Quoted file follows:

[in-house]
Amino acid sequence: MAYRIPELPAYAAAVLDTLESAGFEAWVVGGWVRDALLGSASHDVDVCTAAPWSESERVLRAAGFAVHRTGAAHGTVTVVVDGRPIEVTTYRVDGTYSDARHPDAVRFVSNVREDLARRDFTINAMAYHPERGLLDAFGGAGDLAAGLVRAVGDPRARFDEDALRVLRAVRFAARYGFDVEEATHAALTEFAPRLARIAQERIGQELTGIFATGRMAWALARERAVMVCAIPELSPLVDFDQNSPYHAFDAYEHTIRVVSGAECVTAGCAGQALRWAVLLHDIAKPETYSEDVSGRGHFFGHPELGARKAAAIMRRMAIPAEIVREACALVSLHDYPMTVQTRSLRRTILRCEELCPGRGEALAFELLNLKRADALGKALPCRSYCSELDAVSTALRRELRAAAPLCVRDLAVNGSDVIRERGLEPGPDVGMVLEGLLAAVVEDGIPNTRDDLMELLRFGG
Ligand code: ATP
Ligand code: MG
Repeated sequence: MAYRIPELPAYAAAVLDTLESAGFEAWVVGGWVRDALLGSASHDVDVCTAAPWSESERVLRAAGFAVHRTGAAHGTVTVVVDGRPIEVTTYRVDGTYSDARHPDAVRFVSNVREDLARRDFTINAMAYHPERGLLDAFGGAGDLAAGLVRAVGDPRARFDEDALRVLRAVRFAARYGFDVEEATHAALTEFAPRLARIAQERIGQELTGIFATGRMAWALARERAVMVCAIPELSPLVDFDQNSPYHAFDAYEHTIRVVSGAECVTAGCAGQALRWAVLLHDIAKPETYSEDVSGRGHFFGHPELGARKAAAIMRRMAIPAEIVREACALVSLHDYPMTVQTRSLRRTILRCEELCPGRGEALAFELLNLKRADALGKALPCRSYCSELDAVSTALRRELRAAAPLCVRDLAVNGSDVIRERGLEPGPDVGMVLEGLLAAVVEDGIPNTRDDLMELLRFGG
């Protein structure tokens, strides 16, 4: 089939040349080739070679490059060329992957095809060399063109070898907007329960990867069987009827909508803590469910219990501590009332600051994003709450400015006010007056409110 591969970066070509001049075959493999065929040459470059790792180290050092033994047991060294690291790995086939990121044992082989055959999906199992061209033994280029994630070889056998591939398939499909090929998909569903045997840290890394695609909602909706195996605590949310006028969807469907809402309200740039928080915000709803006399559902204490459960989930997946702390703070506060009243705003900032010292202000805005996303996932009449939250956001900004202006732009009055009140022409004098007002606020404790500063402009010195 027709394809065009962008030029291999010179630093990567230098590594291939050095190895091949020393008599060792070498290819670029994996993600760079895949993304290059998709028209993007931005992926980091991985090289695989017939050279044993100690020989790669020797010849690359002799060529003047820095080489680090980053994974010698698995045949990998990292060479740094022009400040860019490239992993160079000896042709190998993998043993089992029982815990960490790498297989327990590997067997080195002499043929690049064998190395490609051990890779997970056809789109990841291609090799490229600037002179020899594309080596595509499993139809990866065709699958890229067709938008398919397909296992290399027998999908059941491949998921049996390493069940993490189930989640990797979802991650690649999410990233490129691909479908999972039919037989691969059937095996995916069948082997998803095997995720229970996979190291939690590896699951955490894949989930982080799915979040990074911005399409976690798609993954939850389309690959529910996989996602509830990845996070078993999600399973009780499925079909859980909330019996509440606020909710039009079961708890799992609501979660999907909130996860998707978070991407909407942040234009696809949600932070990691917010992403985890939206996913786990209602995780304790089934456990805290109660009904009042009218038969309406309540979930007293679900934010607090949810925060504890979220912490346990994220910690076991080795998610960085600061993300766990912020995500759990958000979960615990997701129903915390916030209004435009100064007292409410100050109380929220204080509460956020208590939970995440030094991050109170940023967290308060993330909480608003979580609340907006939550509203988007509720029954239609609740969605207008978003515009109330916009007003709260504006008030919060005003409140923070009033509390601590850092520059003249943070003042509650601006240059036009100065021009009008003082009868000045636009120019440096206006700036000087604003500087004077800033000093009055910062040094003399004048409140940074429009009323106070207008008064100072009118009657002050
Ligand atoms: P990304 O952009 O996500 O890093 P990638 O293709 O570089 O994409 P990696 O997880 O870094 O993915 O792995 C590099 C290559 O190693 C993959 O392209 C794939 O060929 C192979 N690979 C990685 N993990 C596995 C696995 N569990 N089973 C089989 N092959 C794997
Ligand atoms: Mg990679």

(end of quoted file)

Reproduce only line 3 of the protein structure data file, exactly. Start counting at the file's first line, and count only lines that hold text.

Ligand code: ATP